Risposte comportamentali dei mammiferi marini ai suoni prodotti da attività antropiche

A New Context-Based Approach to Assess Marine Mammal
Behavioral Responses to Anthropogenic Sounds

Conservation Biology, Volume **, No. *, 1–8
2011, Society for Conservation Biology
published online: DOI: 10.1111/j.1523-1739.2011.01803.x

The link to the full article is http://onlinelibrary.wiley.com/doi/10.1111/j.1523-1739.2011.01803.x/full
The link to the abstract is http://onlinelibrary.wiley.com/doi/10.1111/j.1523-1739.2011.01803.x/abstract
and the abstract text is given below:

Abstract: Acute effects of anthropogenic sounds on marine mammals, such as from military sonars, energy
development, and offshore construction, have received considerable international attention from scientists,
regulators, and industry. Moreover, there has been increasing recognition and concern about the potential
chronic effects of human activities (e.g., shipping). It has been demonstrated that increases in human activity
and background noise can alter habitats of marine animals and potentially mask communications for species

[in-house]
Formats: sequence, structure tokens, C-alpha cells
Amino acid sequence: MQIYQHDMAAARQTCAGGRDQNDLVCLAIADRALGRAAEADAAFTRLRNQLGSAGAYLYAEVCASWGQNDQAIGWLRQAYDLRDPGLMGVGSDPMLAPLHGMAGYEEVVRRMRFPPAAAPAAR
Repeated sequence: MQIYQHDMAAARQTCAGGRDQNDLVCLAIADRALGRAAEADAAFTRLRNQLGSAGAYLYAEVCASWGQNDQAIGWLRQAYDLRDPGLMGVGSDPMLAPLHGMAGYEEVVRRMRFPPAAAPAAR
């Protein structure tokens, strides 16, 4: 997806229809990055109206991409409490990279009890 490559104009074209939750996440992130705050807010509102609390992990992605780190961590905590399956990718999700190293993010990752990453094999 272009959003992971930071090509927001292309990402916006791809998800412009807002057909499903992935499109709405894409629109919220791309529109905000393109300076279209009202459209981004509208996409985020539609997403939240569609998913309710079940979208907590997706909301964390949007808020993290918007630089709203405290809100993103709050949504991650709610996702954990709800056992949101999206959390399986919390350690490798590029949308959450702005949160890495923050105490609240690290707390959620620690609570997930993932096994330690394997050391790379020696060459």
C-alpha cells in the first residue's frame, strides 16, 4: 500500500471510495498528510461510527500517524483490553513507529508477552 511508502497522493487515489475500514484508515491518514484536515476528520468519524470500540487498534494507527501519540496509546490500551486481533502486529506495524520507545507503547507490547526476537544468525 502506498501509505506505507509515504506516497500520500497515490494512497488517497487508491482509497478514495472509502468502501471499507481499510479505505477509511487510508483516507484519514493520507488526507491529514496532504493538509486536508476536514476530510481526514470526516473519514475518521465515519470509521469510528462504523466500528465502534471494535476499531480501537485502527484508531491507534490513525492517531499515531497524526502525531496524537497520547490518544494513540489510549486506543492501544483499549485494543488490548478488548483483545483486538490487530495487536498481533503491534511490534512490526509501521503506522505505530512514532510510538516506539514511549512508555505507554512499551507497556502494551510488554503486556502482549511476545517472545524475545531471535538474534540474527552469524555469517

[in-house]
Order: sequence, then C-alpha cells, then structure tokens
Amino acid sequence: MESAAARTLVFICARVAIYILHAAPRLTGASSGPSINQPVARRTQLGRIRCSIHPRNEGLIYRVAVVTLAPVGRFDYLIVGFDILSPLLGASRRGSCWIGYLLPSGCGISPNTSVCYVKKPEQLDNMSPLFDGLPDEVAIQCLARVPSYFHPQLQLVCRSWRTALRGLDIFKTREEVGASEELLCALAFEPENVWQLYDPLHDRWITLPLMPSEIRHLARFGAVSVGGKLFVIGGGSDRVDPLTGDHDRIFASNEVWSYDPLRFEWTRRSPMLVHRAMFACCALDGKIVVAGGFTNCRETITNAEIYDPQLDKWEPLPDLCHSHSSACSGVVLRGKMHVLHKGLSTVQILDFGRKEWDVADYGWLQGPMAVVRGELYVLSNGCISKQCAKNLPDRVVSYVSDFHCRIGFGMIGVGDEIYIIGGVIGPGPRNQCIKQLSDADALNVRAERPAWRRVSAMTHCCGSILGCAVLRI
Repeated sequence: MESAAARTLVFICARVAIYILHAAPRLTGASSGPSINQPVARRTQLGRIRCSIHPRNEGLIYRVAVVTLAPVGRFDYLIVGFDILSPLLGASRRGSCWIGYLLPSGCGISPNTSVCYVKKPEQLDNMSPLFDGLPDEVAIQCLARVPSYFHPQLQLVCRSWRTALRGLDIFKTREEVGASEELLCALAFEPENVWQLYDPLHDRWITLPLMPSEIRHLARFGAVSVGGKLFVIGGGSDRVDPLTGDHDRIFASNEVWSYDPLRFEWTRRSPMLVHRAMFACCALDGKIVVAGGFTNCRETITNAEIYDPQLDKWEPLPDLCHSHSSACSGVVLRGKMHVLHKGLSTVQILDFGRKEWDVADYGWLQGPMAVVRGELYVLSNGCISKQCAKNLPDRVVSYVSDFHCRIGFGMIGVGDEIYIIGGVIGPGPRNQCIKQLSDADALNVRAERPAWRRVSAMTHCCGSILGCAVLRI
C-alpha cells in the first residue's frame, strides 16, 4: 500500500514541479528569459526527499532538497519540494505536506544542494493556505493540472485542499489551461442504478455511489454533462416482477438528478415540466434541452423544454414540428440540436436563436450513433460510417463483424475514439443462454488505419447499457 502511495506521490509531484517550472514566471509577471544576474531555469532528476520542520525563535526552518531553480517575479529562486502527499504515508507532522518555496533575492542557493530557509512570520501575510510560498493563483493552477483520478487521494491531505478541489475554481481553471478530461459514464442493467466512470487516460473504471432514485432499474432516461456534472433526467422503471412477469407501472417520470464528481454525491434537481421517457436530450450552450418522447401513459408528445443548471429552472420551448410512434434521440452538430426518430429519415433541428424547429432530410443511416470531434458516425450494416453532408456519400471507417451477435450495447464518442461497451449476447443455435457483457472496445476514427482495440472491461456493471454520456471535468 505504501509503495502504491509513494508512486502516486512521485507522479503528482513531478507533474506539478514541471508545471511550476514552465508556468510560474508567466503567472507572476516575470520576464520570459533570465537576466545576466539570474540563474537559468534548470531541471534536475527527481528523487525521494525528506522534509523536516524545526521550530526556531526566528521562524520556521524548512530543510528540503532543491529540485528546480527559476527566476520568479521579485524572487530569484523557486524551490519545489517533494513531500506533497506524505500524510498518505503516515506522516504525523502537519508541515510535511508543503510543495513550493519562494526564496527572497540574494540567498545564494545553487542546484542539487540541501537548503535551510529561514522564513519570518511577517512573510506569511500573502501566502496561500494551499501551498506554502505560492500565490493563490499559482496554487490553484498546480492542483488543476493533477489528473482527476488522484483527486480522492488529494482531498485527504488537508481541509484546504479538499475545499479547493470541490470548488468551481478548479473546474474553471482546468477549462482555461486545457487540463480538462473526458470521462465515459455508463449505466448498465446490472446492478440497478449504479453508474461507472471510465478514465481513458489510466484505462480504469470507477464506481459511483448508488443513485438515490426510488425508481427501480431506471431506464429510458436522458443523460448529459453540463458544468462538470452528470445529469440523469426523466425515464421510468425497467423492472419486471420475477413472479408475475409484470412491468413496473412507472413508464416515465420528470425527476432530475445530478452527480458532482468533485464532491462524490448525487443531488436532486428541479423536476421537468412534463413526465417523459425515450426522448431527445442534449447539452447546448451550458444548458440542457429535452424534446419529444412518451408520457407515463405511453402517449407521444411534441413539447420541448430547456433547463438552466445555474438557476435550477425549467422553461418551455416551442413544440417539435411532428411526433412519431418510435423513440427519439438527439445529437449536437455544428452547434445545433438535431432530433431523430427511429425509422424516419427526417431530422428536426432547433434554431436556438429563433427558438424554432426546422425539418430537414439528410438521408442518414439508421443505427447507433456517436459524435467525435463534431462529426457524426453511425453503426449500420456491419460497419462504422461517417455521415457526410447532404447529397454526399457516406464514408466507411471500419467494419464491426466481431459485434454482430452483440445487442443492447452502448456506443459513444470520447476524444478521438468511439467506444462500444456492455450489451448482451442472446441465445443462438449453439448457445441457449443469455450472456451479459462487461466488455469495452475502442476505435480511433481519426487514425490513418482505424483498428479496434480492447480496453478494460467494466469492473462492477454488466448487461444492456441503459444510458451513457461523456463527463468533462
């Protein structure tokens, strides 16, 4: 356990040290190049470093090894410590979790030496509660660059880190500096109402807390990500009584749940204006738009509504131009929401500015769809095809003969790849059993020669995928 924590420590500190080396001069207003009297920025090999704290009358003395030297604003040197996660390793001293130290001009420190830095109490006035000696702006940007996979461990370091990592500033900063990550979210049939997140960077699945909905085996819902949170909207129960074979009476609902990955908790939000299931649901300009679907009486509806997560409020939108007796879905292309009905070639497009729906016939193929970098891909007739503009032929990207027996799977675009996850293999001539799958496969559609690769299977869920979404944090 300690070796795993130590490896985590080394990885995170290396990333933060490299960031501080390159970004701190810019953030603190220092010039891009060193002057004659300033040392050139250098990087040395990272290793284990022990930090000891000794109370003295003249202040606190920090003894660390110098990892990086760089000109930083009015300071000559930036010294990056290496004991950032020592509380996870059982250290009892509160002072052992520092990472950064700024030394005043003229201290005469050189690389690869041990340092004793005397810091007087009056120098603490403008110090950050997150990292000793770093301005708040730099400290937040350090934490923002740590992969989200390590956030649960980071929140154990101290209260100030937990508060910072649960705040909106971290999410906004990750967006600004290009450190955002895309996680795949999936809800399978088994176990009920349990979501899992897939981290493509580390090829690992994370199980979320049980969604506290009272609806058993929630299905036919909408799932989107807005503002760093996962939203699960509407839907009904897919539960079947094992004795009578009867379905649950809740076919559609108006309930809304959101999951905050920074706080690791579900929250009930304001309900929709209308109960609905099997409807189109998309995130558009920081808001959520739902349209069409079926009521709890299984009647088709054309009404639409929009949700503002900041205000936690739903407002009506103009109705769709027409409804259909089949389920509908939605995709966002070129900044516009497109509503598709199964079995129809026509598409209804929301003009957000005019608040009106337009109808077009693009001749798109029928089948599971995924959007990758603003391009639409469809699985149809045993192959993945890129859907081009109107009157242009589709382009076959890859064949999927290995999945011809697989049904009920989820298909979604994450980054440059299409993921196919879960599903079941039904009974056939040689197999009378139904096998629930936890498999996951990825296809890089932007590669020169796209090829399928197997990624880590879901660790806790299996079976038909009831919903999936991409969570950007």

that rely on sound to mate, feed, avoid predators, and navigate. Without exception, regulatory agencies
required to assess and manage the effects of noise on marine mammals have addressed only the acute effects
of noise on hearing and behavior. Furthermore, they have relied on a single exposure metric to assess acute
effects: the absolute sound level received by the animal. There is compelling evidence that factors other than
received sound level, including the activity state of animals exposed to different sounds, the nature and
novelty of a sound, and spatial relations between sound source and receiving animals (i.e., the exposure
context) strongly affect the probability of a behavioral response. A more comprehensive assessment method
is needed that accounts for the fact that multiple contextual factors can affect how animals respond to both
acute and chronic noise. We propose a three-part approach. The first includes measurement and evaluation
of context-based behavioral responses of marine mammals exposed to various sounds. The second includes
new assessment metrics that emphasize relative sound levels (i.e., ratio of signal to background noise and
level above hearing threshold). The third considers the effects of chronic and acute noise exposure. All three
aspects of sound exposure (context, relative sound level, and chronic noise) mediate behavioral response, and
we suggest they be integrated into ecosystem-level management and the spatial planning of human offshore